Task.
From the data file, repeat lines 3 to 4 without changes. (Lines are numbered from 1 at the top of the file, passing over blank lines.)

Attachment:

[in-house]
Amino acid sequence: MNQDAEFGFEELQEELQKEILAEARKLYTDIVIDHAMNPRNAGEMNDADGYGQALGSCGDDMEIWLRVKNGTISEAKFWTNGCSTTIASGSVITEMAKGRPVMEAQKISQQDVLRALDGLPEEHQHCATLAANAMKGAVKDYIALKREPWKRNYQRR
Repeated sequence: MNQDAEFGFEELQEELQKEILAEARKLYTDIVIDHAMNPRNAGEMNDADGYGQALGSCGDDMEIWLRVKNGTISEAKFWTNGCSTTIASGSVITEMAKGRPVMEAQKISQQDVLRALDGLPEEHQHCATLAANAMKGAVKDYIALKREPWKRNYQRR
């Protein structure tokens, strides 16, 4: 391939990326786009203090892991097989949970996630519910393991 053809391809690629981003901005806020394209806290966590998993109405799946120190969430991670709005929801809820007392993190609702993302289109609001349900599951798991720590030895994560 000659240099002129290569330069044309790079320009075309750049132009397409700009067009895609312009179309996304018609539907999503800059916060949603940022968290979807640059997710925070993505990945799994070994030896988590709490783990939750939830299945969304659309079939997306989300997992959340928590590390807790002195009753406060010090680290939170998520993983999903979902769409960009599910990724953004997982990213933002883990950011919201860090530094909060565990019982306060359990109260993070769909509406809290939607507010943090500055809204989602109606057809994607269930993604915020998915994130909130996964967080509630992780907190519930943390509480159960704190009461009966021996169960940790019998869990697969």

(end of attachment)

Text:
Repeated sequence: MNQDAEFGFEELQEELQKEILAEARKLYTDIVIDHAMNPRNAGEMNDADGYGQALGSCGDDMEIWLRVKNGTISEAKFWTNGCSTTIASGSVITEMAKGRPVMEAQKISQQDVLRALDGLPEEHQHCATLAANAMKGAVKDYIALKREPWKRNYQRR
């Protein structure tokens, strides 16, 4: 391939990326786009203090892991097989949970996630519910393991 053809391809690629981003901005806020394209806290966590998993109405799946120190969430991670709005929801809820007392993190609702993302289109609001349900599951798991720590030895994560 000659240099002129290569330069044309790079320009075309750049132009397409700009067009895609312009179309996304018609539907999503800059916060949603940022968290979807640059997710925070993505990945799994070994030896988590709490783990939750939830299945969304659309079939997306989300997992959340928590590390807790002195009753406060010090680290939170998520993983999903979902769409960009599910990724953004997982990213933002883990950011919201860090530094909060565990019982306060359990109260993070769909509406809290939607507010943090500055809204989602109606057809994607269930993604915020998915994130909130996964967080509630992780907190519930943390509480159960704190009461009966021996169960940790019998869990697969």